Flexible Downsizing and Sexism: Should we be worried?

by cv harquail on March 10, 2009

There is a movement afoot to link organizations’ responses to the economic crisis to larger social goals, like sustainability and work family balance. Anytime we can get two valuable outcomes for one business decision, "that’s a good thing." Often, however, business decisions made for one reason have unintended repercussions.

Take the movement towards alternatives to layoffs, particularly alternatives that include reducing employees’ work hours either across the board or by employee choice. Reducing work hours may have the unintended consequence of reinforcing gender based discrimination in terms of compensation, authority, and career progress. In other words, they can be applied and interpreted in a sexist way. Let me explain:

Connecting to my earlier posts about authentic alternatives to layoffs , whether layoffs are patriotic, and whether layoffs are sensible economic policy, I’ve been learning a bit about some specific alternatives, like "Flexible Downsizing". The leading voice on flexible downsizing, Cali Yost Williams, has been writing about this technique at Fast Company and also at her blog. Last weekend, Yost Williams was quoted in a a New York Times article about how and why employers might downsize employees’ work weeks.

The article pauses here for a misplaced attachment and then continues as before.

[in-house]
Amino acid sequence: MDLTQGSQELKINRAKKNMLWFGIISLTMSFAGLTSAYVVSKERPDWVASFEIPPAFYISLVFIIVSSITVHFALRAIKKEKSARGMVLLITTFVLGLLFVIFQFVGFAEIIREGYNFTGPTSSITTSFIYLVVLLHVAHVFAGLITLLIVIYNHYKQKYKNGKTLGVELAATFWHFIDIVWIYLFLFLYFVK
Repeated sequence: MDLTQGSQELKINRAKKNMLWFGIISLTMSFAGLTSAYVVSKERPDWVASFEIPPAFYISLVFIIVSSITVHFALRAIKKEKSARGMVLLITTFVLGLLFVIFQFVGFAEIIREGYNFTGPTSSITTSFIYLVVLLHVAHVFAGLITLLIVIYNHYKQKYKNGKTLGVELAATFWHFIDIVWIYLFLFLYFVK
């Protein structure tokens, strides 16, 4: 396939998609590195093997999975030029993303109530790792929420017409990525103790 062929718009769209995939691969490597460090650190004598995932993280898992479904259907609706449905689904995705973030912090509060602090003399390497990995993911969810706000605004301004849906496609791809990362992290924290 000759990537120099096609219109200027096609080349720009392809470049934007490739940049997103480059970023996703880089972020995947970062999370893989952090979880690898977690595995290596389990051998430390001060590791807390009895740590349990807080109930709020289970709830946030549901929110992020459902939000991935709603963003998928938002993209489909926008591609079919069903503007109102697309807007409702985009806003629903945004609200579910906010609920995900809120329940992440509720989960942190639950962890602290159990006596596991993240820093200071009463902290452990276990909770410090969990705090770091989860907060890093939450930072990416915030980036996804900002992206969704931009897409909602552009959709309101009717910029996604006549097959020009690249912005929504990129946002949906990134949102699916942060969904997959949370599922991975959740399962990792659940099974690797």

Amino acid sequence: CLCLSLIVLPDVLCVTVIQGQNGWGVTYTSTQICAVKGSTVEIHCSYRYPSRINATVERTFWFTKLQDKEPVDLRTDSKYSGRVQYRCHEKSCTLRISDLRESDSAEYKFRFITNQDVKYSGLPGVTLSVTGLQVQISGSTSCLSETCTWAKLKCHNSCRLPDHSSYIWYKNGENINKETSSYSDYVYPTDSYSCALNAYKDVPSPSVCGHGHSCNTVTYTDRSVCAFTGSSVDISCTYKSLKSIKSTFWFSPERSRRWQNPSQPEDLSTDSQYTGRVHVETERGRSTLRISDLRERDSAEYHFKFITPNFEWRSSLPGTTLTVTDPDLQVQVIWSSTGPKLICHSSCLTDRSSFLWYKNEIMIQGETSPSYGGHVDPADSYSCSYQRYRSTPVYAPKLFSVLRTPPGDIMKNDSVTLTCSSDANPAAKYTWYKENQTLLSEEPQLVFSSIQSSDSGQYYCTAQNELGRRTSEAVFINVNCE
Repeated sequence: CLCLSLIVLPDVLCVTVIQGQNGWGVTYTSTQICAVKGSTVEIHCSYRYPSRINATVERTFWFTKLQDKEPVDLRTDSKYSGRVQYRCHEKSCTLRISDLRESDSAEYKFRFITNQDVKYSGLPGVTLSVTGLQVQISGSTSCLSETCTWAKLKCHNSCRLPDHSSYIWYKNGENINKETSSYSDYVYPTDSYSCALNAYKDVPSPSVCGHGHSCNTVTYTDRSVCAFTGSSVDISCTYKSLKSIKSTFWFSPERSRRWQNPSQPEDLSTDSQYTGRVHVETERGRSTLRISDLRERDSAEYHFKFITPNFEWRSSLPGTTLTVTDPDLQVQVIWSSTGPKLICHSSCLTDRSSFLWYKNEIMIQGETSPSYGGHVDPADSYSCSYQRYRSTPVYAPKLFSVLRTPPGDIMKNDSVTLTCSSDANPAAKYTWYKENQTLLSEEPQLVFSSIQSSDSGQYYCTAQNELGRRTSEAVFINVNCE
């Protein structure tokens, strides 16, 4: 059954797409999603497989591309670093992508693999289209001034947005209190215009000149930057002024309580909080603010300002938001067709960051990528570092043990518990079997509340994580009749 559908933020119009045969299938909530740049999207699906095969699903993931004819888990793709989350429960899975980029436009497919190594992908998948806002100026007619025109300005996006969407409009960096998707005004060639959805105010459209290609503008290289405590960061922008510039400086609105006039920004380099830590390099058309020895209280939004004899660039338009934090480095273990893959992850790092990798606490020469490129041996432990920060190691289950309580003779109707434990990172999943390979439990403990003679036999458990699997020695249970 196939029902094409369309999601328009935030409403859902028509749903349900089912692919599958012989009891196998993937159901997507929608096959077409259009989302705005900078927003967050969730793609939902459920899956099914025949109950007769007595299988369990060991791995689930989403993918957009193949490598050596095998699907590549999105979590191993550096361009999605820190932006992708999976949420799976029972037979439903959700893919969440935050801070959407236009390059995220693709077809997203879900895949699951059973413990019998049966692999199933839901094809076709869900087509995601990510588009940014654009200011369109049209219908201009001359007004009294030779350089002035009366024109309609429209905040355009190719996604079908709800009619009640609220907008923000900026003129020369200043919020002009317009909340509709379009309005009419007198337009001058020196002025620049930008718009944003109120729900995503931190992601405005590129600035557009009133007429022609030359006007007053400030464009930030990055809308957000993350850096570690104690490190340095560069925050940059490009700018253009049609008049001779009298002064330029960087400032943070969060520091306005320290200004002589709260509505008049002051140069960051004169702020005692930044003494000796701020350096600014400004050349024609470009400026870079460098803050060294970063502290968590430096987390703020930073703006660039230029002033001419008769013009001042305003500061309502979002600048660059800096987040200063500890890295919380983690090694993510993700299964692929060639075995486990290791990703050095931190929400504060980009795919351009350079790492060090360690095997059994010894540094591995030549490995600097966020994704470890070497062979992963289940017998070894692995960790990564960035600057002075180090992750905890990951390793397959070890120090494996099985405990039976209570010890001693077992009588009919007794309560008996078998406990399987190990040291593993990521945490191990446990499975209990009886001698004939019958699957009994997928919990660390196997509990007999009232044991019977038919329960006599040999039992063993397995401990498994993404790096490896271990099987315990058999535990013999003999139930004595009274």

Why might workers want the alternative of reduced work-weeks?wayout sign w arrow.jpg

Of the many reasons an organization might try flexible downsizing as a layoff alternative is that there is a silver lining in this option for women, and men, who are parents. Mothers (and fathers) who accept reduced work weeks might find that this change in their work expectations allows them to ‘manage’ work and family fit more effectively. This holds for women who work in hourly jobs, where full-time is 40 hours a week, as well as women who work in salaried and managerial jobs, where full-time can mean up to 55 or 60 hours a week.

One of my mom-blog colleagues, The Mama Bee, raised some concerns about this article. The Mama Bee is concerned that women who chose to accept reduced work weeks will get pigeon-holed in the same way that women who mommy track are pigeonholed and often discriminated against. Pointing out that all of the people quoted and 3 of 4 experts in the NYT article were women, The Mama Bee draws our attention to the implicit expectation that down-timing, as a a layoff alternative, is somehow more relevant or appropriate for women than for men.

The Mama Bee notes: